Roman Gaufman wrote:
> Personally, I find binary packages on gentoo perfect for my use. I
> have several computers on the network, all running gentoo with no gcc
> or any header files. I then have an offline machine that gets
> everything compiled and put on a shared /usr/portage for all the
> machines to just emerge -k simultaneously.
> That way when I emerge something, I can review the config files, add
> some custom options and some fancy polish and quickpkg will bundle
> everything together all pre-configured.
You're a very patient person, or your offline machine is at least
a 4 3Ghz Xeon with 4 GB RAM, or you never compiled something like
X and/or OpenOffice and some other nice little things ;-) .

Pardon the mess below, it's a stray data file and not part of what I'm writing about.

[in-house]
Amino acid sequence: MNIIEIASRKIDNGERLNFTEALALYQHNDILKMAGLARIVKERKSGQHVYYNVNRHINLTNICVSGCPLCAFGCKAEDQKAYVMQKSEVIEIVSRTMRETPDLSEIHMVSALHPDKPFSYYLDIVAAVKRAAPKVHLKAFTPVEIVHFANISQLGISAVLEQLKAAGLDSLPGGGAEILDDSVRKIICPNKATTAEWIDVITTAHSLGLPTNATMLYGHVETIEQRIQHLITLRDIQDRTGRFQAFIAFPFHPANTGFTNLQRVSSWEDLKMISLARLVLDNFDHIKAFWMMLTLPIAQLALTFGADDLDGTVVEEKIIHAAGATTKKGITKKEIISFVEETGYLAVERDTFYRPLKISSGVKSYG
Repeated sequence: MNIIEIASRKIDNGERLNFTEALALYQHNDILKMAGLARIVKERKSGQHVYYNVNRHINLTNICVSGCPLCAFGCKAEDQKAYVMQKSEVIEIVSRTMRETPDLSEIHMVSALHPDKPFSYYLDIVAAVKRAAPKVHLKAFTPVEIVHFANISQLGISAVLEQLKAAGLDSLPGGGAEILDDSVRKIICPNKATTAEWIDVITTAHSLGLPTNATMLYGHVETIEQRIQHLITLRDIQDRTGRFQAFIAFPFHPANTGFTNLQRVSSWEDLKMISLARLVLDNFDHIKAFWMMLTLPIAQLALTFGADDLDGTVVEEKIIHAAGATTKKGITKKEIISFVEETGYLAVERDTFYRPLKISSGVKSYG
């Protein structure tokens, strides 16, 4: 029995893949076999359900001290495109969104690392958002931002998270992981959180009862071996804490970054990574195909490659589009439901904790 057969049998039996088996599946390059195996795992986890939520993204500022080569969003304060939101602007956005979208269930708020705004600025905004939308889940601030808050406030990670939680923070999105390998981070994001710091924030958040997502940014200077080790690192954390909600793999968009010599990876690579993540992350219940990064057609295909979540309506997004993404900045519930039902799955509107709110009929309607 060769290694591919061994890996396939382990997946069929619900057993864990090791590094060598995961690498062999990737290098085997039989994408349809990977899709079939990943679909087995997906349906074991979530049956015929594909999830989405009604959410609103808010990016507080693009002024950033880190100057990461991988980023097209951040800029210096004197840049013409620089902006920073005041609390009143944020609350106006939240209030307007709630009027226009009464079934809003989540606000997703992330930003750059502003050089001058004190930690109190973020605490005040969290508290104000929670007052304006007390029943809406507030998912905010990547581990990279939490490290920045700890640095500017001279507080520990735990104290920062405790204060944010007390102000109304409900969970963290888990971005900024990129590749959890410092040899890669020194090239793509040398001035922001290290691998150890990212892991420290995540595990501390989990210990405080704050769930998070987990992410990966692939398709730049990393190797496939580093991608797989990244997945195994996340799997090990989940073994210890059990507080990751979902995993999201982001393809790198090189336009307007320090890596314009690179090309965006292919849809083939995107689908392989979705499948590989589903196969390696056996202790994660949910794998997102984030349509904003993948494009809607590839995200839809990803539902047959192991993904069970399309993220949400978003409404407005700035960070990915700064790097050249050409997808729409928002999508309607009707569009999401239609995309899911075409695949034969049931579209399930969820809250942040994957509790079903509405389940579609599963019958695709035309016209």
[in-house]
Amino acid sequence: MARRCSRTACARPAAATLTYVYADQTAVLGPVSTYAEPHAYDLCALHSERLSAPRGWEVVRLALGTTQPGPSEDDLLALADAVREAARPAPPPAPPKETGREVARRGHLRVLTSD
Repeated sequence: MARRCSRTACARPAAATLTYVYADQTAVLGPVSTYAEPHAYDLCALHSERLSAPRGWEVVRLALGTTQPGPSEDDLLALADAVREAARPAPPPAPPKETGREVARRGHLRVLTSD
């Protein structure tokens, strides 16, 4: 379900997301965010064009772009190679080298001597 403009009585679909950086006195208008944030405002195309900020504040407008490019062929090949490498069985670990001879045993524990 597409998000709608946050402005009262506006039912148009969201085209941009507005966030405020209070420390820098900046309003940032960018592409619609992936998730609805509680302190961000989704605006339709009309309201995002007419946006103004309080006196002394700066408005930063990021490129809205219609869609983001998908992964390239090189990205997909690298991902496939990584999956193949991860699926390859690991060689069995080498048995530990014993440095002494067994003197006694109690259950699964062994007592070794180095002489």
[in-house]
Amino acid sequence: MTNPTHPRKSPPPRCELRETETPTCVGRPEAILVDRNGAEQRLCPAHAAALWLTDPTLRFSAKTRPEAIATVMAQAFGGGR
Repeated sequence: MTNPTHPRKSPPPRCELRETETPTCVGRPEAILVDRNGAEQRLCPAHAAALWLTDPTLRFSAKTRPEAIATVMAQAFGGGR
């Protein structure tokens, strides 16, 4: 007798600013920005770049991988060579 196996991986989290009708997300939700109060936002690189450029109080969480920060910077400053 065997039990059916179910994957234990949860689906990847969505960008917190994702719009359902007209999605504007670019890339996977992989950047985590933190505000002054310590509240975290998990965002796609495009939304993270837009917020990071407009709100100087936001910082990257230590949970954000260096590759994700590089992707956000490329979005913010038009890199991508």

It is that what you're describing is a lucky, but I fear uncommon,
situation: you can afford a plus machine and you don't have different
machines and machines types to compile for. I think that a common
situation, with different machines and machine types and production
machines, require a big overhead either in CPU load, either to schedule,
monitor and manage the compilations for not suffering for such CPU load
I made what you're describing, but also in my case, with the same
machines and machine types and the CPU load increase was not a concern.
I think that in most cases, with a smart monitoring, scheduling and
managing and with ccache and distcc you can get the target also in more
common situations without performance degradation in the business
services offered by the machines, but there are concerns either for
security (gcc installed everywhere to have distcc working) and the work
for managing monitoring, scheduling and control the CPU load and network
Sorry for the beastly English, but I can write a worst French and also a
very bad Italian ;-)
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